Small-change businesses take big hit from shutdown

August 12, 1994|By Arthur Hirsch | Arthur Hirsch,Sun Staff Writer

In the streets and the grandstands, the vendors do business in small change -- a few dollars for a beer, a bag of peanuts, an ice cream or a lemonade.

A season goes on, it adds up. It pays for one woman's night school, one man's used pickup truck, a father's diaper bills, another man's entire income.

Hours before the games would end and the small change would cease to flow, vendors were considering their losses.

"It hurts a lot," says Joe Fryza of Essex, who runs a fresh-squeezed lemonade cart at the corner of West Camden and South Eutaw. "I have another baby on the way. You try to get a little ahead."

During the day he installs air conditioners in Toyotas in Brooklyn. His wife is a barmaid in Dundalk. Last night, when he finished work, he hustled out to the ballpark about 5 o'clock to set up his stand, one of three run by members of his family in their second season at Camden Yards.

"We were doing OK," he says. By the standards here, not necessarily those at the Major League Baseball bargaining table in New York. A good night in lemonade is $300 gross, about $40 in Fryza's pocket.

"That extra $40 a night was really helping out, with diapers, baby food," he said. "A bill pops up, you got the spare money."

A few steps down the street where T-shirts go for $10 apiece, a Baltimore woman is figuring she'll have to look for a part-time job to help pay for her graduate school at the University of Baltimore, where she is pursuing a degree in publication design.

"It's going to hurt, no matter what," says the woman, who declines to give her name. "You plan on a whole year of games, and then suddenly they're not going to play. I'm just disgusted about the whole thing."

She puts out a newsletter as a part-time job and has been counting on the T-shirt business to net about $100 a game.

"That's enough for me. If I get $100 a game I'm happy," she says.

"This is the only job I've had all summer," says Adam Barrist, who sells Philadelphia-style soft pretzels on West Camden Street. Every game day he and a couple of other guys in the business drive down from Philadelphia with a load of pretzels. He'll be entering the University of Pennsylvania in September to study political science. A strike wiping out the 25 home games remaining in the season would cost him about $1,000.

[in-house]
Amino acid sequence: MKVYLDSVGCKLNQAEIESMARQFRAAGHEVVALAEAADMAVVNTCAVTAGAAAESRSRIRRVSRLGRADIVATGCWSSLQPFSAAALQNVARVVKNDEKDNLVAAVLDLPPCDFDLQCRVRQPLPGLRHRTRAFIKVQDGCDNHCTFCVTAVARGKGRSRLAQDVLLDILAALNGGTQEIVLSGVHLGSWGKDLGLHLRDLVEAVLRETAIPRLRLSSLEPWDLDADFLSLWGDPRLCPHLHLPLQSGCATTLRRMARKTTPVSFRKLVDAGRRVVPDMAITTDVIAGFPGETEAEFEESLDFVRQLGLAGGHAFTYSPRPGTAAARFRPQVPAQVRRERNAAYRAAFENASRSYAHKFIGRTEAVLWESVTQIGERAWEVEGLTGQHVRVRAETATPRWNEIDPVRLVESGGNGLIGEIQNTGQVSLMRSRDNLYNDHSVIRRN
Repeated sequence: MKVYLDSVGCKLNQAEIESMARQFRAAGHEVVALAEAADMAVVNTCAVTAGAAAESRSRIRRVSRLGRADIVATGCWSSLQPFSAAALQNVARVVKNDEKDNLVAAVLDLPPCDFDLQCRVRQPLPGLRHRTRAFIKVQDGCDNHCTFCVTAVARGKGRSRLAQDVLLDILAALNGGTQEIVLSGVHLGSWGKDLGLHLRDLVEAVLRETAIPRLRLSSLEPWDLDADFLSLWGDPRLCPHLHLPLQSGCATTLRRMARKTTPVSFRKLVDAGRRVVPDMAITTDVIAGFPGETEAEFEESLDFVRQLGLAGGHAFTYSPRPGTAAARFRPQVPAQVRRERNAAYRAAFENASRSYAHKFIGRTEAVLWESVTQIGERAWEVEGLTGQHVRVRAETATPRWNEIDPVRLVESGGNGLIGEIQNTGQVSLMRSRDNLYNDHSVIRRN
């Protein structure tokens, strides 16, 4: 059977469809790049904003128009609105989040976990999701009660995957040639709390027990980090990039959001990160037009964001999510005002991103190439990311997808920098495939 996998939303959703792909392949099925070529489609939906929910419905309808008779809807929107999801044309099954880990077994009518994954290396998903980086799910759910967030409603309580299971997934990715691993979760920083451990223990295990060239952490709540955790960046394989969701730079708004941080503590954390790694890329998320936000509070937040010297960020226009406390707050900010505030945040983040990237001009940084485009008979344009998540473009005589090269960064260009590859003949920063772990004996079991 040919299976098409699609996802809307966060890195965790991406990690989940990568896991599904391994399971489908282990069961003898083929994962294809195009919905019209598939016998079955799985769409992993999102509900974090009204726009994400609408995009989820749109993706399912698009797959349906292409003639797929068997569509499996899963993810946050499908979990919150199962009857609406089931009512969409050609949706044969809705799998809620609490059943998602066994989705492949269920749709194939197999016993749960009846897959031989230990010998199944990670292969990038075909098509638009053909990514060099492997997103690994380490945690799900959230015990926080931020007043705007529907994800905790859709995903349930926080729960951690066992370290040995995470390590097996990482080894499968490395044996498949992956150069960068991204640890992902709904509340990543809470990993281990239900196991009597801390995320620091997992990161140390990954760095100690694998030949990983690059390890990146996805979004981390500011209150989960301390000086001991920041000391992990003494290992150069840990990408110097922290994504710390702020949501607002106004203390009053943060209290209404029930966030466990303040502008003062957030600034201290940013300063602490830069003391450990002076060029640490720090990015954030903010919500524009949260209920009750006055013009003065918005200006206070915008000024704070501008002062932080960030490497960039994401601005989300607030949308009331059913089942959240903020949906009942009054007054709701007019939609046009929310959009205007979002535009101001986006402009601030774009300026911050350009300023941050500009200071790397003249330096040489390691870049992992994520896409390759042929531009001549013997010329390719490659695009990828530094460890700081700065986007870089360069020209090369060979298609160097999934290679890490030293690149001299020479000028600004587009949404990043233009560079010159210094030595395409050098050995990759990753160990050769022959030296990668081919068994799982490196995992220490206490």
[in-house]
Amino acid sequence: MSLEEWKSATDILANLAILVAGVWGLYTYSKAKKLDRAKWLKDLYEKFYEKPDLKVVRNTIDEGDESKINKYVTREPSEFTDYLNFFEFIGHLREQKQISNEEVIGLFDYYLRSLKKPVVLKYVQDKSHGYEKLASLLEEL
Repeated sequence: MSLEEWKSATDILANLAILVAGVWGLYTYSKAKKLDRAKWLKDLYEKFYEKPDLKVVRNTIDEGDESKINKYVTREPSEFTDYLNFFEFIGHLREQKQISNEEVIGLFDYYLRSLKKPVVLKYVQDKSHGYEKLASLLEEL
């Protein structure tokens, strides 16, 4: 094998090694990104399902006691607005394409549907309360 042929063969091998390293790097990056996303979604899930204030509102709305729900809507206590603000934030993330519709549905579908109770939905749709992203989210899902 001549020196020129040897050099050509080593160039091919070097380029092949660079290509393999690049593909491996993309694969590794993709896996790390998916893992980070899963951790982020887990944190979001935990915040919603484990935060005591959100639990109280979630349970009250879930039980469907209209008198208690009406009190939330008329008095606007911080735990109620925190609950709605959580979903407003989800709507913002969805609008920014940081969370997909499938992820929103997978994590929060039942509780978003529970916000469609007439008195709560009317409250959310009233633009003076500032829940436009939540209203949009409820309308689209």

The situation is more dire for Roger Shiftlett, who runs three peanut and pistachio stands on Eutaw Street near the parking lots. The nut trade, worth about $250 a game minus expenses, has been his only source of income since he was laid off six months ago from his job as a customer service representative at First National Bank.

A single father of a 5-year-old son, Shiftlett is trying to take this setback in stride. He figures the strike is upon us and he'll just have to find another job.

"It's going to happen. You can't get too stressed out from it."

Dan Higbee, part-time disc jockey for hire, part-time ice cream vendor, is sitting on his cart waiting for the first customers on Eutaw Street. The cart set him back $3,000, his big investment in what he describes as a "nickel-dime business," where a great day's gross revenue is about $450.

"I have no comprehension of the millions of dollars" being negotiated by ballplayers and club owners, he says. He's been counting on the ice cream stand for "general savings. I want to buy a house soon."

Karl Schenk, who with a partner runs two microbrew stands outside and inside the park, is hoping for a short strike.

"From what I've seen we could have had a good September," he says. "Good schedule, and in cooler weather people drink more beer."

He had ordered a supply of French bread and cheese as a free snack for his customers, a way of saying thanks for the patronage in their first year of business.

"We figure it's the last game of the season," says Schenk, who is a computer software designer and analyst by trade.

Ballpark beer vendor Jay Silverman is getting married in September and was figuring on using his beer money to pay for some new furniture, maybe a wedding photographer. Now, who knows.

Silverman works full time as a sales representative for Georgia Pacific, so he's not hurting "as much as some of these other guys."

He's talking about people like Howard Hart, the ballpark's top money vendor who makes his entire living peddling beer in the grandstands. Hart, in his 13th season as a vendor, says he saw the strike coming early in the year and has been saving money.

"I was going to buy a used pickup truck, but I didn't," says Hart, who lives on a small farm in North Carolina, where he grows potatoes, corn, squash and turnips on a patch of ground "as big as the infield."

He says if the strike goes long, he may put to use his associates' degree in recreational therapy and go to work in a nursing home in North Carolina. There are things he can do, he says. The money is only part of the loss to Hart, who has earned a reputation as a master of baseball trivia and a student of the game.

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